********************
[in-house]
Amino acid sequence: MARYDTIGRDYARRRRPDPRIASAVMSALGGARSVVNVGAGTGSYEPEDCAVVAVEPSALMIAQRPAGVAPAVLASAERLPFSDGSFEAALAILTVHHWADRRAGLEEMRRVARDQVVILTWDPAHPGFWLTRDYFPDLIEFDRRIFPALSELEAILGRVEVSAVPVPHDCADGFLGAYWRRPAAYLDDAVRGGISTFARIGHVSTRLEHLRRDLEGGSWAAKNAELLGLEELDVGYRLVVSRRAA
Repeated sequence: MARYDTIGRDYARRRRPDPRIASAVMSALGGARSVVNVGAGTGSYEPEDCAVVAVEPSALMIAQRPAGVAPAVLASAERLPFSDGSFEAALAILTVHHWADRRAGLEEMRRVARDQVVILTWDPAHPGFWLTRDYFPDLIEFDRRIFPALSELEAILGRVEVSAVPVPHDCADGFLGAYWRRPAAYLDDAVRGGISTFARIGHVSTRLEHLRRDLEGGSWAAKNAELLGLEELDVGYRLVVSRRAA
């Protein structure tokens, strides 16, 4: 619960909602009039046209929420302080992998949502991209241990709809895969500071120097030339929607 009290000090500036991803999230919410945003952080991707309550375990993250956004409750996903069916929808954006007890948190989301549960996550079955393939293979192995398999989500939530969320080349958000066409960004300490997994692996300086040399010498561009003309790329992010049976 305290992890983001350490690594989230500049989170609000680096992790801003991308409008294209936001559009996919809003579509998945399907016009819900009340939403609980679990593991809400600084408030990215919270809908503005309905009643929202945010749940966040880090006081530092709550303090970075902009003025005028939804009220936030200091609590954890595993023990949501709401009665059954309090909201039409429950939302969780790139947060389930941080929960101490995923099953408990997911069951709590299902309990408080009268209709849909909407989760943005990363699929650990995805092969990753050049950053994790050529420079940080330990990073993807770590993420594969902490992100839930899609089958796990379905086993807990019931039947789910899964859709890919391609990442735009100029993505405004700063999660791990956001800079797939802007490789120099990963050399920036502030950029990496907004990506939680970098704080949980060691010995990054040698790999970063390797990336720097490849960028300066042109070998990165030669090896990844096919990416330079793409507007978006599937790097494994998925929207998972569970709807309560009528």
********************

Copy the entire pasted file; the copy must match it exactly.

[in-house]
Amino acid sequence: MARYDTIGRDYARRRRPDPRIASAVMSALGGARSVVNVGAGTGSYEPEDCAVVAVEPSALMIAQRPAGVAPAVLASAERLPFSDGSFEAALAILTVHHWADRRAGLEEMRRVARDQVVILTWDPAHPGFWLTRDYFPDLIEFDRRIFPALSELEAILGRVEVSAVPVPHDCADGFLGAYWRRPAAYLDDAVRGGISTFARIGHVSTRLEHLRRDLEGGSWAAKNAELLGLEELDVGYRLVVSRRAA
Repeated sequence: MARYDTIGRDYARRRRPDPRIASAVMSALGGARSVVNVGAGTGSYEPEDCAVVAVEPSALMIAQRPAGVAPAVLASAERLPFSDGSFEAALAILTVHHWADRRAGLEEMRRVARDQVVILTWDPAHPGFWLTRDYFPDLIEFDRRIFPALSELEAILGRVEVSAVPVPHDCADGFLGAYWRRPAAYLDDAVRGGISTFARIGHVSTRLEHLRRDLEGGSWAAKNAELLGLEELDVGYRLVVSRRAA
């Protein structure tokens, strides 16, 4: 619960909602009039046209929420302080992998949502991209241990709809895969500071120097030339929607 009290000090500036991803999230919410945003952080991707309550375990993250956004409750996903069916929808954006007890948190989301549960996550079955393939293979192995398999989500939530969320080349958000066409960004300490997994692996300086040399010498561009003309790329992010049976 305290992890983001350490690594989230500049989170609000680096992790801003991308409008294209936001559009996919809003579509998945399907016009819900009340939403609980679990593991809400600084408030990215919270809908503005309905009643929202945010749940966040880090006081530092709550303090970075902009003025005028939804009220936030200091609590954890595993023990949501709401009665059954309090909201039409429950939302969780790139947060389930941080929960101490995923099953408990997911069951709590299902309990408080009268209709849909909407989760943005990363699929650990995805092969990753050049950053994790050529420079940080330990990073993807770590993420594969902490992100839930899609089958796990379905086993807990019931039947789910899964859709890919391609990442735009100029993505405004700063999660791990956001800079797939802007490789120099990963050399920036502030950029990496907004990506939680970098704080949980060691010995990054040698790999970063390797990336720097490849960028300066042109070998990165030669090896990844096919990416330079793409507007978006599937790097494994998925929207998972569970709807309560009528």